It seems unjust that the shower scene in Alfred Hitchcock’s Psycho is commonly regarded as the shower scene when there exists Isaach De Bankolé taking an outdoor rinse in Claire Denis’ debut feature Chocolat. This scene, quite apart from exhibiting male beauty au naturel, functions as a subtle climax, a synergy of form and meaning that illustrates why the central relationship, which dares not speak its own name, cannot be.
To backtrack: Chocolat is set in Cameroon during the final days of French colonialism. The film is framed and bookended by the reminiscences of the adult France (Mirelle Perrier) a white woman who has travelled from her new home in Europe to the land of her childhood looking for… Something. Perhaps evidence of roots? It feels apt to flag that until she was sent to Paris at 14, Denis travelled around West African countries (Burkina Faso, Cameroon, French Somaliland, Senegal) as her father’s civil servant job required.
Loaded memories form the substance of this world – and what a world it is: yellow grass, casual mountains, bustling livestock and clothes loose enough to flap in the breezes that nip through the sub-Saharan heat. No one is more pivotal in this world than Protée (De Bankolé) and no one is more gracefully at ease. He is introduced via a clever cut. Adult France stares out the window of a car. Suddenly we’re in the back of a roofless old Ford van. Straw boater-wearing child France (Cecilé Ducasse) sits beside an elegant black man whose white shirt looks so cool. The pair bounce along in companionable silence looking back at the land they are being driven through.
At the wheel are France’s mum and dad. He is Marc Dalens (played by a young François Cluzet) a jovial colonial administrator, often clad in safari suits and away on business. She is Aimée (Italian actress Giulia Boschi) as beautiful as she is strategically cold, yet more sympathetic than the other white French colonialists we will meet in the course of the film.
As for Protée, he is houseboy for this small family, moonlighting as best and only friend to France. De Bankolé gives a performance that is gripping by virtue of physical confidence. There is no task he can be ordered to do that he doesn’t carry out with controlled vitality. He is not cocky and he is not humble. He is efficient. And he is beautiful.
The camera (in this rare instance held by Robert Alazraki rather than Denis’ usual cinematographer Agnès Godard) drinks in and weaponises the sculpted male form. De Bankolé’s body is revered like an Adonis. His face is often a mask, as he internalises reactions to increasingly troubling social dynamics, yet the regal haughtiness of his bone structure telegraphs a presence that silently condemns the racism all around.
Weakening before the physicality of Protée puts one firmly in the head of Aimée, the madam of the house. Her verbal relationship with him is brisk to the point of sharpness. But the lingering looks – oh, the lingering looks. It is initially impossible to tell whether Protée reciprocates as his responsiveness to her is mandated by her position of power.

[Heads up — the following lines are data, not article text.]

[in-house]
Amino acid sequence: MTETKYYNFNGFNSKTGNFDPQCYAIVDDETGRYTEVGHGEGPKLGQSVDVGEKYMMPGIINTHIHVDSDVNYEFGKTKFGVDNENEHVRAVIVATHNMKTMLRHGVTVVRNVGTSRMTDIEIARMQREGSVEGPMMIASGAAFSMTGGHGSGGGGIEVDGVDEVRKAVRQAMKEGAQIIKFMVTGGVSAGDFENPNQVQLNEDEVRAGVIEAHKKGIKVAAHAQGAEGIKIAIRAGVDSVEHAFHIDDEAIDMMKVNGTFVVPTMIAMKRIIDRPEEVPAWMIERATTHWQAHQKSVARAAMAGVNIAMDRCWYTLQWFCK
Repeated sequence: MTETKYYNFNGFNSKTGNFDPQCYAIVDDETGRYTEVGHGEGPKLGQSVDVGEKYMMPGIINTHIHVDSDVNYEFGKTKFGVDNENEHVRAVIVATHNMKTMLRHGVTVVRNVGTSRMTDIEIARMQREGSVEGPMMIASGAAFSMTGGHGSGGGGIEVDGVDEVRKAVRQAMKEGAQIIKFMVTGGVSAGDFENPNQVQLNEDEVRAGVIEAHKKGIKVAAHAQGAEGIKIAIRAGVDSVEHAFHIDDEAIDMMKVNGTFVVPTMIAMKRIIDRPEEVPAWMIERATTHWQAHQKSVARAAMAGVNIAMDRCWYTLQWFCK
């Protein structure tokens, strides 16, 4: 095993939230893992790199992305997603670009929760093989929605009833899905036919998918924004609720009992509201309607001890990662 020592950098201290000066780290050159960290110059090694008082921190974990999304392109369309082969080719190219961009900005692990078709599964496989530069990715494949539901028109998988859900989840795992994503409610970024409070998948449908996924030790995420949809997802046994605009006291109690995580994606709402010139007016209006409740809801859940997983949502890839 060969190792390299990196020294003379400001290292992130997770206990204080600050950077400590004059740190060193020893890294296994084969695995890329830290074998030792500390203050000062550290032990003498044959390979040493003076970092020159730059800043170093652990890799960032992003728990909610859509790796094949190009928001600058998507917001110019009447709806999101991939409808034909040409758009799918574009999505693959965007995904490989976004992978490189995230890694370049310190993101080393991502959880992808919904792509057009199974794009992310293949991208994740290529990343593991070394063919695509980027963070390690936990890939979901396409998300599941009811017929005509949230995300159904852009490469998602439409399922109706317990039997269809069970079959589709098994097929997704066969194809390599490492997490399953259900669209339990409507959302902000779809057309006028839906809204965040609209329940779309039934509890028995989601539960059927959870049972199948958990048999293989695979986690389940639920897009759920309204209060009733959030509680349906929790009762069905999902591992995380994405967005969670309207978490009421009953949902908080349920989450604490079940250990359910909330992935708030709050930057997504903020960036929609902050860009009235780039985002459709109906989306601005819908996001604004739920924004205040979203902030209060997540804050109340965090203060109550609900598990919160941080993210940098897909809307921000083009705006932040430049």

Entering into this domestic brew, in which desires go unspoken, and the rituals of life are everyone’s focus, are a group of white French people who are stranded when their plane experiences mechanical failure. Dutifully, the Dalens invite them to stay. Conversations and events under their roof become uglier, but not in a hammy way. Denis continues to fold into her rhythm all the glorious landscape shots that make this setting serene.
The contrasting natural beauty makes the human dealings seem all the more stark and disturbing: there is Joseph, a coffee planter whose relationship with his black female servant is elliptically conveyed for what it is. There is André who won’t allow his wife to be treated by the local black doctor. There is Luc who presents as a radical hippie but whose insecurities and arrogance make him the most oppressive of the bunch.
It’s astonishing how early on in her career Denis had a handle on her distinct brand of visual composition. Hers is a genius for showing not telling, for laying out surfaces that are rich with implication and for conducting details until there is a heady picture that is minutely observant with a sweep that reaches from heaven to hell.
Now is the time time to return to the shower scene, which unfolds in the relative peace before the Dalens’ house is full of unwanted guests, but is mirrored later, after the invasion. What happens is a process of seeing Protée moving from the context of his solitude to the context of his milieu. At first Protée is unguarded, enjoying the water touching his body, scrubbing himself clean, working up a foam. Aimée and France pass and Protée learns of their nearness by overhearing France. His face crumples in anguish and he elbows a wall with a forceful crunch.
‘Protée’ is a name for something within an animal. In this rare glimpse of him emoting in private, we see him expressing something from the guts. Each of Chocolat’s most powerful and revealing moments are driven by physical acts from Protée, which function as twists because his character is established as impassive before his oppressors. This shower scene is Denis’ sophisticated visual understanding of power dynamics laid bare in the form of a character who is a memory who is an actor. It’s a dream made real by life and cinema and Isaach De Bankolé.
Published 22 Apr 2018
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